- initiate an institution-wide process to bring together staff and students to develop programmes that are adequate to the emotional, intellectual and practical realities of living well with each other and with the planet in the era of climate change.
Three proposals are made for nationwide interventions that will actively support the proposals above:
- The Business, Energy and Industrial Strategy Research Roadmap (in partnership with devolved administrations) should establish a ‘moonshot’ research programme oriented to ensuring that all university and college operations in the UK (including academic and student travel) have zero carbon emissions by 2035, with a 75 per cent reduction by 2030; www.hepi.ac.uk 11
- A £3 billion New Green Livelihoods programme should be established to support educational activities that will enable debt-free mass transition of older adults from carbon-intensive employment towards creative sustainable livelihoods;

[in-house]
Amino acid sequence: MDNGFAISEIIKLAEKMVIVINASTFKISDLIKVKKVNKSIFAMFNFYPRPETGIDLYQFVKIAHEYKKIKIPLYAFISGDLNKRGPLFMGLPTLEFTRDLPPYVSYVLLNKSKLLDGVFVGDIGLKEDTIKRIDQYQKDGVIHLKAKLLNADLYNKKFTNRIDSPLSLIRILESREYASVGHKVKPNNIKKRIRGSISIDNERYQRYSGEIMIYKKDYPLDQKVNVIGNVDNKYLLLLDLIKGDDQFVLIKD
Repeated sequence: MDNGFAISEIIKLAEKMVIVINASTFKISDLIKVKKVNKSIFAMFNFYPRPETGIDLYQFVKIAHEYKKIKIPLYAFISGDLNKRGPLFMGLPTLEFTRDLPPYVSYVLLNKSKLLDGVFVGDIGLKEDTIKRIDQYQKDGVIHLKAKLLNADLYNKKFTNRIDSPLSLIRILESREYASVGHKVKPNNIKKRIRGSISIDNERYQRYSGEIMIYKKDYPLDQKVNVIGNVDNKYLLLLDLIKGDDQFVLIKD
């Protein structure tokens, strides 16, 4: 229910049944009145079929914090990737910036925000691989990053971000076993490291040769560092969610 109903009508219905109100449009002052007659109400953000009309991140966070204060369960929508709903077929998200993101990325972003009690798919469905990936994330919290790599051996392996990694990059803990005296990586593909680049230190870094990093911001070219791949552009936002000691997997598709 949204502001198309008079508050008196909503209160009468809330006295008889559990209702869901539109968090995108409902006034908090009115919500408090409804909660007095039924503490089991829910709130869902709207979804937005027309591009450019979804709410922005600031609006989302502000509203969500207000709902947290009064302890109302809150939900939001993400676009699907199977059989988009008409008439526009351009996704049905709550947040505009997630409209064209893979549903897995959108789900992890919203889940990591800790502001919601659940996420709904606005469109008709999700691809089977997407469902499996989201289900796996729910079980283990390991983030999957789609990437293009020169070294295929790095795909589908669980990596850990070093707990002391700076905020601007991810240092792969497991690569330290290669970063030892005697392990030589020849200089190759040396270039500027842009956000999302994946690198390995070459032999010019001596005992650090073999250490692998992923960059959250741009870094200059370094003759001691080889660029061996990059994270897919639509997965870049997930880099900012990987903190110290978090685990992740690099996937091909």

- The year 2022 should be designated a year of ‘Sustainable Social Innovation’ involving a programme of mass public education, in partnership between the BBC, universities and colleges and the Department for Business, Energy and Industrial Strategy; this should engage over two million people in collective learning for the changing conditions of the climate change era.
Research Professional cover the story:
- The Higher Education Statistics Agency publishes climate data and, as we covered earlier this year, there has been a steady reduction in university-created carbon emissions since 2017-18—although more than 20 higher education institutions have recorded an increase during that time (they are listed here, if you’re curious).
- The People and Planet campaign group, which somewhat glibly ranks universities by how green they are, has also put pressure on universities—particularly with its work on fossil fuel divestment and its criticism of the recently announced (and no doubt well-intentioned) Climate Commission for UK Higher and Further Education Leaders.